When it's possible to reach your oiler through the back of a running watch, applying grease directly to the teeth of the escape wheel is the superior method to employ.
Here's what I do. On a modern, high beat watch, I epilame the pallet stones and escape wheel, then with no oil in the train anywhere but the barrel arbor jewels (how else can you get power), I wind it up and it the watch begins to run. I oil my way through the top of the train, flip the movement over, then oil the dial side. Then I grab some 9415 and reach through the plate and apply a small amount to the wheel teeth; every fifth wheel or so, three times in all. The advantage of this is, you can look at your oiler and decide how much grease is correct, and put it where it goes, and when it's off the oiler and in the watch you can be confident it's right.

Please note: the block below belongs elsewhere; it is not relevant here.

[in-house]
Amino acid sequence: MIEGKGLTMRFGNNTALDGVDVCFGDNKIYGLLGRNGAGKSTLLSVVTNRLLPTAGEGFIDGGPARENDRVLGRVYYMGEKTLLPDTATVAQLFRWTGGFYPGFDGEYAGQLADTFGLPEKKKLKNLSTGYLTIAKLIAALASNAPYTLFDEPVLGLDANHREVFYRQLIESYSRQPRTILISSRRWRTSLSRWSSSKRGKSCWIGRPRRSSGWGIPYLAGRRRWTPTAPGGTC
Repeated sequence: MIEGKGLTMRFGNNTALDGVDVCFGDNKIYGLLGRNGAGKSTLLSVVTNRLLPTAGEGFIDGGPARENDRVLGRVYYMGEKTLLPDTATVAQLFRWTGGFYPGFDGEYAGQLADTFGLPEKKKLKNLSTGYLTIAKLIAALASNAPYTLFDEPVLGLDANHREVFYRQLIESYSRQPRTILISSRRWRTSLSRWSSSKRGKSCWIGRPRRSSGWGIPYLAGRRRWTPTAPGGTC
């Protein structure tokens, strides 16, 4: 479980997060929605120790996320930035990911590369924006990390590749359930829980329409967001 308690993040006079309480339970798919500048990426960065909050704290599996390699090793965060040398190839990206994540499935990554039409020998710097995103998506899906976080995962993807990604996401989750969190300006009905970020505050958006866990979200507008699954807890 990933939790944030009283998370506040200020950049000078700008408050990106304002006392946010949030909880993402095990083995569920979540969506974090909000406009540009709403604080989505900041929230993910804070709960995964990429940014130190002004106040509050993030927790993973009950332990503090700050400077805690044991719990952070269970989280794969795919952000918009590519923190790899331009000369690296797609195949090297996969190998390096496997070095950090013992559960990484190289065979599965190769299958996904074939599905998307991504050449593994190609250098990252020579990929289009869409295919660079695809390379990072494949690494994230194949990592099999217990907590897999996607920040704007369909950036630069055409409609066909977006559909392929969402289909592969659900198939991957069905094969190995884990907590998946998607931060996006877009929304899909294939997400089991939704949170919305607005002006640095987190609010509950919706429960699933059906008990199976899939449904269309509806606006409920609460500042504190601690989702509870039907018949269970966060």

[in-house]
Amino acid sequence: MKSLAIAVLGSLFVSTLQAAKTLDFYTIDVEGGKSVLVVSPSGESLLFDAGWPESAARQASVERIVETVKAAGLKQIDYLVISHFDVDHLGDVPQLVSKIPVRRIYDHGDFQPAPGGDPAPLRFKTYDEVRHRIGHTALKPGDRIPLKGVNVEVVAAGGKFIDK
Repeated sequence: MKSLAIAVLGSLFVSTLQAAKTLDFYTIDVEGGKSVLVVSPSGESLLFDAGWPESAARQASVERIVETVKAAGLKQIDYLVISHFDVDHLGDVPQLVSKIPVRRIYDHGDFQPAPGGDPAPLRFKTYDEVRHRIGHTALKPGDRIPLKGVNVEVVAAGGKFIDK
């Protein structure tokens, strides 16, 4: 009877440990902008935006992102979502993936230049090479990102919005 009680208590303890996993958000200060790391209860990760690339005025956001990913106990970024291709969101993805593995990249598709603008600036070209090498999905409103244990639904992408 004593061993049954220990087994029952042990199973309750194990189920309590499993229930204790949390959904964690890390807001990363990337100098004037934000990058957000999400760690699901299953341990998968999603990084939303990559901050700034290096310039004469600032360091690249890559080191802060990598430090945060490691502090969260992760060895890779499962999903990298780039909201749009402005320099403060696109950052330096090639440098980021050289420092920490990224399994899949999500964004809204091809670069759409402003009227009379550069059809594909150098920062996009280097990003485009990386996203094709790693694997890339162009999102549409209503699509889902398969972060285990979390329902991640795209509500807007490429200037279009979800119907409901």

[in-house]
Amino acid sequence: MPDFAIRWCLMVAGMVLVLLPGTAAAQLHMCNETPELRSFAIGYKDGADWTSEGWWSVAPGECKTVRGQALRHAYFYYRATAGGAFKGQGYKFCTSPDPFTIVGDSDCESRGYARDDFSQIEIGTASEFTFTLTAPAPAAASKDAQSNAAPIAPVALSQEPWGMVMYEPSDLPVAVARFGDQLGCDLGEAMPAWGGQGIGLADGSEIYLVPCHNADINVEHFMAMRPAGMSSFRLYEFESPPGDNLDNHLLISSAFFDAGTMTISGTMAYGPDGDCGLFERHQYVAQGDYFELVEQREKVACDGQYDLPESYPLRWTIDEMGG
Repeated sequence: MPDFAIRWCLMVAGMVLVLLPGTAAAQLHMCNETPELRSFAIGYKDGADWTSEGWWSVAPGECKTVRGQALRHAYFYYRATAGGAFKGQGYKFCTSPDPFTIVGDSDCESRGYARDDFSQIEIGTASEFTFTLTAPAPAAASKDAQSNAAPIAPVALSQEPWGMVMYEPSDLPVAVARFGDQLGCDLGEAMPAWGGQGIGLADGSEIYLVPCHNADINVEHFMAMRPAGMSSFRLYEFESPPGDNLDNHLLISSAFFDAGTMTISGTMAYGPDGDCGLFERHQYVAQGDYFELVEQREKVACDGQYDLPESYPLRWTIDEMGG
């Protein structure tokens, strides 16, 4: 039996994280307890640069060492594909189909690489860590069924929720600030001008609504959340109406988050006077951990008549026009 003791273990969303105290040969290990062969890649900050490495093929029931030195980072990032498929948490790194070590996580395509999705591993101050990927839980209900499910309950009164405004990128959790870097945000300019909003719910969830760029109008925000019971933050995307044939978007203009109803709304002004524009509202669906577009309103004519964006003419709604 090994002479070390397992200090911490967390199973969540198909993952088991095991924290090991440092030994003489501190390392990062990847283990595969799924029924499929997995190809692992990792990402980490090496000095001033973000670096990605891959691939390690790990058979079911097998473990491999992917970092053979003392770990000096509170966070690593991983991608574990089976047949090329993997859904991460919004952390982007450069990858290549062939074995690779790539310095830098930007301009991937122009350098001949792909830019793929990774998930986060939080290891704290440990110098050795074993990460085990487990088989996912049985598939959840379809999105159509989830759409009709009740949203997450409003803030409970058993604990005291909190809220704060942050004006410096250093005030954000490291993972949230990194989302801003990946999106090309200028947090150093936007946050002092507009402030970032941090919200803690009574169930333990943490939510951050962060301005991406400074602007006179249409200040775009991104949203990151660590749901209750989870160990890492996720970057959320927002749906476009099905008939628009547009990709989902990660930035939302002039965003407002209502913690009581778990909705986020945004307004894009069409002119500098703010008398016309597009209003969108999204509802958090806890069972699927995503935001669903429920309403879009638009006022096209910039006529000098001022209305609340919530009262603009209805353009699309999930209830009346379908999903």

Letting the watch run dry. Why do it? Because when you get around to oiling the escapement using this sequence of oiling, at least in my mind, the escape wheel has had a chance to tear a totally imperceptible trail across the pallet stones as far as the epilame goes. I always get a perfect result in this manner. Few things are as attractive and gratifying to me in all of watch work as perfectly oiled pallet stones.